Dublin City Assembly
The city of Dublin has been governed by its own elected representatives since the 12th century. The Dublin City Assembly which flourished during the Middle Ages and survived until 1840, met at the great feasts of Christmas, Easter, Midsummer and Michaelmas, but extra meetings were held when necessary.
The Mayor presided at meetings of the Assembly, whose members consisted of two sheriffs, 24 aldermen, 48 sheriffs’ peers and 96 representatives of the Dublin trade guilds. The municipal franchise was not democratic in the modern sense, as it was largely confined to members of the trade guilds and to their descendants.
Dublin City Charters 1171 - 1727
The City Archives includes a series of 102 Charters granted to the city by successive English monarchs. The earliest charter was issued by Henry II in 1171-1172, giving the men of Bristol the right to live in the City of Dublin. Later charters contain grants to the city of rights, privileges and property, and taken together they form the basis of municipal law in Ireland.
Texts of selected charters can be accessed in the Calendar of Ancient Records of Dublin available in the Reading Room of Dublin City Library and Archive.
Guild Records 1192 - 1841
Guilds were mutual benefit associations which flourished in Western Europe from the 11th century. The guild system in Dublin was licensed under a charter by Prince John in 1192 and dominated the commercial and political life of the city.
- There were four types of Guilds:
- Guild Merchant or Merchant Guild
- Craft Guilds or Trade Guilds
- Religious Guilds
- Military Guilds
Guild membership could be acquired by three means:
- Service – by completion of an apprenticeship with a guild member
- Birth – obtained by sons of guild members
- Freedom – honorary membership to be conferred on dignitaries
Freedom Records 1225 - 1922
The ancient Freedom of Dublin was instituted at the time of the Norman Invasion. The inhabitants of Dublin in the middle ages were either free or non-free. Holders of the freedom of the city were known as ‘Free Citizens’ and were entitled to special trading privileges and the right to vote in parliamentary and municipal elections.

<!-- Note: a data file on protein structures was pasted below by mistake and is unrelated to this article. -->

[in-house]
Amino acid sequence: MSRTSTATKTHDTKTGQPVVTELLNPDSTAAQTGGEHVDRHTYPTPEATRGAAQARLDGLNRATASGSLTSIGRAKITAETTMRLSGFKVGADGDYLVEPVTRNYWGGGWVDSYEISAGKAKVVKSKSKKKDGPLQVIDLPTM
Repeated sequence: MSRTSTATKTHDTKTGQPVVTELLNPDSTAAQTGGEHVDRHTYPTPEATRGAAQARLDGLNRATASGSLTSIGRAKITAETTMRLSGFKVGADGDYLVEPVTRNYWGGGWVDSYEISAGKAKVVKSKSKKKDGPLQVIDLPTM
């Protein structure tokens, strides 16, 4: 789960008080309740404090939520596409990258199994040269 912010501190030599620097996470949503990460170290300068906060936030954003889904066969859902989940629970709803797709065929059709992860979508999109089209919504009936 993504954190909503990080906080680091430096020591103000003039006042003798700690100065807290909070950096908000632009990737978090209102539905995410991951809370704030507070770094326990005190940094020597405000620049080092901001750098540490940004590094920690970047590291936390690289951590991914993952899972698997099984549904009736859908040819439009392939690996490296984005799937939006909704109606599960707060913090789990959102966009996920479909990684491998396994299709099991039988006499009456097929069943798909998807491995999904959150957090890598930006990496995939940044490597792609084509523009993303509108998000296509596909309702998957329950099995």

In order to qualify for the freedom it was usually necessary to have been born within the city boundaries or ‘franchises’ and to be a member of one of the trade guilds of Dublin. Members of ‘the Irish nation’ were excluded, but in practice many people with Irish surnames succeeded in obtaining the freedom.
Under the Penal Laws, Roman Catholics were excluded from the Freedom of Dublin from 1691 until 1793. Under the Representation of the Peoples Act, 1918, the ancient Freedom of Dublin was abolished to make way for a more democratic franchise. It is possible to trace several generations of old Dublin families through these lists which form a useful source of genealogical research.
To view the Freedom Records, search the Ancient Freemen of Dublin database.
Liber Albus or White Book of Dublin (13th – 17th century)
This book contains transcripts of documents in abbreviated Latin, French and old English relating to the administration of Dublin, illustrating civic transactions with lands, buildings, mills and water-supplies.
It contains one hundred and eleven leaves written on vellum and a translation of its contents is in the Calendar of Ancient Records of Dublin available in the Reading Room of Dublin City Library and Archive and online.
Chain Book of Dublin (14th - 17th century)
This book acquired its name from having been chained in the hallway of the Dublin Guildhall for reference by citizens. It contains lists of the laws and ordinances of the city of Dublin, legal proceedings and acts, lists of prisoners in Newgate and directions for pageants on Corpus Christi.
The book is on vellum and a translation of its contents is contained in the Calendar of Ancient Records of Dublin is available for consultation in the Reading Room of Dublin City Library and Archive. You can also view the Calendar of Ancient Records of Dublin online.
Assembly Rolls 1447 - 1841